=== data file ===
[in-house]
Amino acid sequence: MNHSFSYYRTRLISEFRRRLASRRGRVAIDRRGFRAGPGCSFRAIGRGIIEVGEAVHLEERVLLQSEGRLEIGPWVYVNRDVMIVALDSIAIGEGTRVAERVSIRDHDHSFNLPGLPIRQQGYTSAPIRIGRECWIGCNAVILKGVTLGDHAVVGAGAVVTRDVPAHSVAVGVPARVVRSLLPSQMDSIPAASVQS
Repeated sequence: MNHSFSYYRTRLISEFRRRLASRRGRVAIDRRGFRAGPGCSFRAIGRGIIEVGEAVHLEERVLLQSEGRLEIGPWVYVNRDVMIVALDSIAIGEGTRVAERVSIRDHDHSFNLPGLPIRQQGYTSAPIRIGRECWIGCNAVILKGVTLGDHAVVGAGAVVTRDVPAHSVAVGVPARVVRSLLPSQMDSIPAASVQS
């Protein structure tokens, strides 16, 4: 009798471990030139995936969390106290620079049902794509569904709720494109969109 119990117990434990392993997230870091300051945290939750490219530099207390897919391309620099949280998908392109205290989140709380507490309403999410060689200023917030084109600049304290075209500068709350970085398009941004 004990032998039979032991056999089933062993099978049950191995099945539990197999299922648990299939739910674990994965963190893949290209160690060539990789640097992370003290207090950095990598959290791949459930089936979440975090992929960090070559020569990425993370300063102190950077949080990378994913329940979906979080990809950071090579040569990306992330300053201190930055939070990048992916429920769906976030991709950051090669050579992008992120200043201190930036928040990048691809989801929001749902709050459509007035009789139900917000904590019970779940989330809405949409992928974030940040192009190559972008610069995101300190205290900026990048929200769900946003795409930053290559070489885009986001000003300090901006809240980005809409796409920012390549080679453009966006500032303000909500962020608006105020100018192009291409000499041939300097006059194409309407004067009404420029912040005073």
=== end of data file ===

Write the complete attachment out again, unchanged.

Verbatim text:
[in-house]
Amino acid sequence: MNHSFSYYRTRLISEFRRRLASRRGRVAIDRRGFRAGPGCSFRAIGRGIIEVGEAVHLEERVLLQSEGRLEIGPWVYVNRDVMIVALDSIAIGEGTRVAERVSIRDHDHSFNLPGLPIRQQGYTSAPIRIGRECWIGCNAVILKGVTLGDHAVVGAGAVVTRDVPAHSVAVGVPARVVRSLLPSQMDSIPAASVQS
Repeated sequence: MNHSFSYYRTRLISEFRRRLASRRGRVAIDRRGFRAGPGCSFRAIGRGIIEVGEAVHLEERVLLQSEGRLEIGPWVYVNRDVMIVALDSIAIGEGTRVAERVSIRDHDHSFNLPGLPIRQQGYTSAPIRIGRECWIGCNAVILKGVTLGDHAVVGAGAVVTRDVPAHSVAVGVPARVVRSLLPSQMDSIPAASVQS
């Protein structure tokens, strides 16, 4: 009798471990030139995936969390106290620079049902794509569904709720494109969109 119990117990434990392993997230870091300051945290939750490219530099207390897919391309620099949280998908392109205290989140709380507490309403999410060689200023917030084109600049304290075209500068709350970085398009941004 004990032998039979032991056999089933062993099978049950191995099945539990197999299922648990299939739910674990994965963190893949290209160690060539990789640097992370003290207090950095990598959290791949459930089936979440975090992929960090070559020569990425993370300063102190950077949080990378994913329940979906979080990809950071090579040569990306992330300053201190930055939070990048992916429920769906976030991709950051090669050579992008992120200043201190930036928040990048691809989801929001749902709050459509007035009789139900917000904590019970779940989330809405949409992928974030940040192009190559972008610069995101300190205290900026990048929200769900946003795409930053290559070489885009986001000003300090901006809240980005809409796409920012390549080679453009966006500032303000909500962020608006105020100018192009291409000499041939300097006059194409309407004067009404420029912040005073």